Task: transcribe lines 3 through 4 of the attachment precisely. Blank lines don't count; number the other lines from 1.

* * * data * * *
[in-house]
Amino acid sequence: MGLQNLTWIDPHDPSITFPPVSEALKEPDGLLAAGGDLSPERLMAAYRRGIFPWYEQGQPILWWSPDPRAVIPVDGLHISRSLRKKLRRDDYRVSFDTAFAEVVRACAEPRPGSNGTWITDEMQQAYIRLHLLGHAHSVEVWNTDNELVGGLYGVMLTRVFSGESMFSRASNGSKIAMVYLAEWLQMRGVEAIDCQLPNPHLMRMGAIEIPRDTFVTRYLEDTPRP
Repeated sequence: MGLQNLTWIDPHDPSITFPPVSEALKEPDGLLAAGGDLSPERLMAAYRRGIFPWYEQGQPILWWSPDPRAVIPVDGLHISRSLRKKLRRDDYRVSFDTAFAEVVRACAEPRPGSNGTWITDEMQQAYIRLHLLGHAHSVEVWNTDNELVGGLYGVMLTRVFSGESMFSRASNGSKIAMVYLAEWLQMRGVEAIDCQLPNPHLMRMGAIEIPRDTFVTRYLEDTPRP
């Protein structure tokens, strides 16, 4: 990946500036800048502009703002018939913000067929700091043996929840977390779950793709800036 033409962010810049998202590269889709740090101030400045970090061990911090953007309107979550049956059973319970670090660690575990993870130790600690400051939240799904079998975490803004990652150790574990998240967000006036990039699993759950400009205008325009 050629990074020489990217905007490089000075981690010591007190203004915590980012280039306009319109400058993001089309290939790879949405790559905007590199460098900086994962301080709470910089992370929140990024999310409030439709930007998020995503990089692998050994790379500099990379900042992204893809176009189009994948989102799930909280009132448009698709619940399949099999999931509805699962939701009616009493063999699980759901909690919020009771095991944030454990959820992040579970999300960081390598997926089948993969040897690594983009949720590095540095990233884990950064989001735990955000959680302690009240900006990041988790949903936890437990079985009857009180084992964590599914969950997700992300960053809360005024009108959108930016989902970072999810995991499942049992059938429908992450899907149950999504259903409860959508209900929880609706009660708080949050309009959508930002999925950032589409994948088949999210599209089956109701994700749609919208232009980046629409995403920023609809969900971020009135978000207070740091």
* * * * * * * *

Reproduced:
Repeated sequence: MGLQNLTWIDPHDPSITFPPVSEALKEPDGLLAAGGDLSPERLMAAYRRGIFPWYEQGQPILWWSPDPRAVIPVDGLHISRSLRKKLRRDDYRVSFDTAFAEVVRACAEPRPGSNGTWITDEMQQAYIRLHLLGHAHSVEVWNTDNELVGGLYGVMLTRVFSGESMFSRASNGSKIAMVYLAEWLQMRGVEAIDCQLPNPHLMRMGAIEIPRDTFVTRYLEDTPRP
């Protein structure tokens, strides 16, 4: 990946500036800048502009703002018939913000067929700091043996929840977390779950793709800036 033409962010810049998202590269889709740090101030400045970090061990911090953007309107979550049956059973319970670090660690575990993870130790600690400051939240799904079998975490803004990652150790574990998240967000006036990039699993759950400009205008325009 050629990074020489990217905007490089000075981690010591007190203004915590980012280039306009319109400058993001089309290939790879949405790559905007590199460098900086994962301080709470910089992370929140990024999310409030439709930007998020995503990089692998050994790379500099990379900042992204893809176009189009994948989102799930909280009132448009698709619940399949099999999931509805699962939701009616009493063999699980759901909690919020009771095991944030454990959820992040579970999300960081390598997926089948993969040897690594983009949720590095540095990233884990950064989001735990955000959680302690009240900006990041988790949903936890437990079985009857009180084992964590599914969950997700992300960053809360005024009108959108930016989902970072999810995991499942049992059938429908992450899907149950999504259903409860959508209900929880609706009660708080949050309009959508930002999925950032589409994948088949999210599209089956109701994700749609919208232009980046629409995403920023609809969900971020009135978000207070740091």